The challenges of being single may be a nightmare for some, but spare a thought for poor, short-sighted David (Colin Farrell), a man running out of time to find a mate, or else he will be turned into the titular sea creature. The Lobster takes the viewer to an alienating alternate reality where the social pressure to escape a solitary existence is exaggerated by the powers that be, that keep strict controls on the single population.
David is the paunchy, unlucky-in-love man whose previous relationship lasted almost twelve years, but is now booked in to a hotel where singles are forced to either pair up for life, or they will be transformed into an animal of their choice. David chooses to become a lobster but on arrival at the hotel, is given matching suits with the other male members, and 45 days to find a female partner. Accompanied by his brother, who was unsuccessful in his quest for love and so is now a dog, David meets fellow single men Robert (John C. Reilly) and John (Ben Whishaw) and begins the search for his perfect match. The singles are kept segregated from those that have formed into blossoming couples and are attempting to make a go of relationships. If the stress of finding a lover wasn’t enough, the singles are forced to hunt for ‘loners’ who have opted out of ordinary society and now live a wild existence in nearby woods. Catch one of these socially unacceptable loners and the singletons buy themselves extra days to stay in the hotel.
The Lobster, while spending time at the hotel full of wonderful strange characters, is a satirical delight. The routines, rules and ordeals that the socially awkward singletons endure are both humiliating and frequently hilarious. From his arrival at the hotel where David is asked to choose his sexuality, with bisexual not being an option, it is clear that The Lobster is reveling in the absurd. However, as barmy as director Yorgos Lanthimos’ idea is, he milks it for all that it’s worth and creates an immersive logic to the hotel and its surreal social ordering. Singles that progress in relationships are rewarded with bigger rooms and increased privileges, but they are also tested to see if their love can last.
The obsession with compatibility and the benefits of being in a partnership are drummed into the hotel’s inhabitants in scenes that are cringe-inducingly amusing. Guests watch performances by the staff that warn of the threat of choking when eating alone, or the threat of rape when women dare to stroll without a partner. All this is played for dry laughs and the first half of the film; set mostly in the hotel is rippling with inventiveness and humour. Even dark moments including an attempted suicide are absurdly, and tragically, comical.
It’s only when The Lobster steps outside of the confines of the hotel that the pace begins to lag and the non-stop ideas of the first half start to dissipate as the story takes a new direction. Out in the woods, David meets Rachel Weisz’s nameless character and the group of “loners”, individuals he was formerly forced to hunt while residing at the hotel. However, the ruthless leader of the loners, played by Lea Seydoux, soon tarnishes the freedom that David finds from society’s pressures to jump into a monogamous relationship.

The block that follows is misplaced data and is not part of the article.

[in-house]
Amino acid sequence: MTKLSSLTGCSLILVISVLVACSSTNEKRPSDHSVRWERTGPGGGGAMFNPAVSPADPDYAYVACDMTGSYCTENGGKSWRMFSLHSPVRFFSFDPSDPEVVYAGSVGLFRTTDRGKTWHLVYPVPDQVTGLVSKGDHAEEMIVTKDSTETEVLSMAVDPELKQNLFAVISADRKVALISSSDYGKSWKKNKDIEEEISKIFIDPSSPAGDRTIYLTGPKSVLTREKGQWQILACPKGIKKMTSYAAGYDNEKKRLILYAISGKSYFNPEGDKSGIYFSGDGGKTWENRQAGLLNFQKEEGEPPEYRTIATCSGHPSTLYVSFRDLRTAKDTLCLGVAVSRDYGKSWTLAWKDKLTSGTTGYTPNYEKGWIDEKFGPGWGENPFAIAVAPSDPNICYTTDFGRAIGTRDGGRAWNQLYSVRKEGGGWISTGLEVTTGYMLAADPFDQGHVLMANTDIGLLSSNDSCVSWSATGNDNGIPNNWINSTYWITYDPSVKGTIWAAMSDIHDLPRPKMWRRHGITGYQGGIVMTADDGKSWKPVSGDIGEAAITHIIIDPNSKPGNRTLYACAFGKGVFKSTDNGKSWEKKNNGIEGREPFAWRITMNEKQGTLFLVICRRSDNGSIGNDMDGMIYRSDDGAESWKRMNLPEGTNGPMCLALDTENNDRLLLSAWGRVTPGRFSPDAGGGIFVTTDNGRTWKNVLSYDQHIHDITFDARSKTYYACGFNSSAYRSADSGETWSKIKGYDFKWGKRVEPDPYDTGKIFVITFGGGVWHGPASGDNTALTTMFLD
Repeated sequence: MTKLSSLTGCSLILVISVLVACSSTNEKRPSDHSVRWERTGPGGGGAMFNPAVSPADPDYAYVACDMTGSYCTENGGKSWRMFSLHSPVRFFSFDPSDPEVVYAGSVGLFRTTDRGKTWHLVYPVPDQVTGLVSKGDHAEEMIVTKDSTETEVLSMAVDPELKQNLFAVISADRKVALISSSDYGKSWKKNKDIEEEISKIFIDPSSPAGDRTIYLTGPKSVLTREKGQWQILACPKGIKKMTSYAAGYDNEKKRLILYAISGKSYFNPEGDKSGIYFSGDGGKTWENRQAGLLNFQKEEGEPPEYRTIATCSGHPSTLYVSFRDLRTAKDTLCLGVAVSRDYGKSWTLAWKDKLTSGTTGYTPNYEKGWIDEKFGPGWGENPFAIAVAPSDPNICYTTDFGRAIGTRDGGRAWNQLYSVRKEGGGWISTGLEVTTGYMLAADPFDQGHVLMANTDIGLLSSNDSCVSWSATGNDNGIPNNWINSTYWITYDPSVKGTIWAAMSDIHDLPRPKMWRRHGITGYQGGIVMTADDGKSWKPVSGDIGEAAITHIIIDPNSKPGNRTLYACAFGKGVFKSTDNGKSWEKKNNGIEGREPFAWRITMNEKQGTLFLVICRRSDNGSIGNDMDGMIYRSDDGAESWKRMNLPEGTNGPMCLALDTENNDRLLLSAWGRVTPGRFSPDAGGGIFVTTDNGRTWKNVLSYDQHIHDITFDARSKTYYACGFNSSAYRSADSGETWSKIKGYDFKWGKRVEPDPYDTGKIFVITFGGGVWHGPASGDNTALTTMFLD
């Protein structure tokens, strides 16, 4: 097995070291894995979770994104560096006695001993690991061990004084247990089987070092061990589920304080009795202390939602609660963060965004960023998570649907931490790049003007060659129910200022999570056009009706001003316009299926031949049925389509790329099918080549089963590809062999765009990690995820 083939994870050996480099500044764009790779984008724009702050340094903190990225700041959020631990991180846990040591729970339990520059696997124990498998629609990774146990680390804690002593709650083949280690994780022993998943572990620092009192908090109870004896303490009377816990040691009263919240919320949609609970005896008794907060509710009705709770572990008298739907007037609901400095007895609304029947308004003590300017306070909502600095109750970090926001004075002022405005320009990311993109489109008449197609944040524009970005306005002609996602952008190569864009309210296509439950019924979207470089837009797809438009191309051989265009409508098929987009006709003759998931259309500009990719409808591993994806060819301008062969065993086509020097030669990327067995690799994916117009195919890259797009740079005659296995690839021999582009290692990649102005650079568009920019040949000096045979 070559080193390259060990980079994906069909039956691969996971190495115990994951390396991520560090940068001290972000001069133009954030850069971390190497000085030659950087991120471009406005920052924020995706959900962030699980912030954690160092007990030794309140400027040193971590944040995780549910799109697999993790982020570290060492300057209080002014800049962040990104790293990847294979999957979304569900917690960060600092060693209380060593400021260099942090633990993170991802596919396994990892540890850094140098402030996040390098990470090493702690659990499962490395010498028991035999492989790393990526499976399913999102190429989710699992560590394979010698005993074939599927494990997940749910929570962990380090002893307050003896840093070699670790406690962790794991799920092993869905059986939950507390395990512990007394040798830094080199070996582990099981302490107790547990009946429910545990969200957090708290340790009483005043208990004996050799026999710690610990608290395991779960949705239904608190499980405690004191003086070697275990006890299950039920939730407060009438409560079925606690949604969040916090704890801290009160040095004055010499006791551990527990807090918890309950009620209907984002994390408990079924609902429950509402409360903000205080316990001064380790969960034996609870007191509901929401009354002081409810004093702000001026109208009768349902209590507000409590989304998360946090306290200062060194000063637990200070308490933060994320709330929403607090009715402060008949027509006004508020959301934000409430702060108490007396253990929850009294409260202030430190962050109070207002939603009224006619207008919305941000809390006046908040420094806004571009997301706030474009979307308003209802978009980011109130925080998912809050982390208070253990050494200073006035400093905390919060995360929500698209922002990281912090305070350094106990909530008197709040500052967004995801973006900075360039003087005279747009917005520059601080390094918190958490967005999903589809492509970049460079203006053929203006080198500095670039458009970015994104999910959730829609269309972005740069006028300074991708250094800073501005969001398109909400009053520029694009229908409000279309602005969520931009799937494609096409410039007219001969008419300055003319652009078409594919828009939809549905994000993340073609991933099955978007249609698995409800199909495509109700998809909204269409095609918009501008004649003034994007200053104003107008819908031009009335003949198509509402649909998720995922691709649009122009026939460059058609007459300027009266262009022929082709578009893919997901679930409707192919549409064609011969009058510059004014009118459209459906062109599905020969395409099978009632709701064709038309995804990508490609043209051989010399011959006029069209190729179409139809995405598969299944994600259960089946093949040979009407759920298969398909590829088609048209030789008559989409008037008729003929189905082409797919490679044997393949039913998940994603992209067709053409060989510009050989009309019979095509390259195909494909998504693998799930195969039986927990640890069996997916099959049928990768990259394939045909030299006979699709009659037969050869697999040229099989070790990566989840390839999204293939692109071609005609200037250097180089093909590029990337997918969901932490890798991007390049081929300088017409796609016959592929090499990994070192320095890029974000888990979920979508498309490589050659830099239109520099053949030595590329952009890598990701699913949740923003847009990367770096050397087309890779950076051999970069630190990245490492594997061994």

While getting lost in the woods, The Lobster also largely dismisses two of its welcome leads in Reilly and Whishaw. The absence of their characters, with their sympathetic so-called ‘distinguishing characteristics’ is felt throughout the second half. Whishaw’s limping lad makes a go of a relationship with a young woman, while Reilly’s lisping chronic masturbator seems destined for the transformation room. Meanwhile, Colin Farrell and Rachel Weisz try to slip their developing romance under the watchful glance of the leader of the loners.
Lanthimos keeps his world weirdly convincing, even if he runs out of new ideas before the end. He piles on horror movie undertones throughout, with the beautiful hotel and woods all situated on a wet and windy coastline and the autumnal colours adding to a creeping melancholy that seeps into every frame. When peering down the corridors of the hotel, The Lobster appears like a less sinister vision of The Shining if Lars von Trier had got his hands on the script.
Familiar faces from British television, Olivia Colman and Michael Smiley, also appear but this is really Farrell’s film to carry. The cast are all directed to speak in utterly odd ways, a bit like they are reading from a script, and a bit like they are all on the autistic spectrum. Weisz’s voiceover sounds like it is being read from a book, giving The Lobster an alluringly odd tone throughout. It loses its way a little in the second half, but for much of the running time, The Lobster is an absurd and highly inventive gem.
About the Author
Peter Turner Senior Reporter & Critic for Tastic Film Magazine.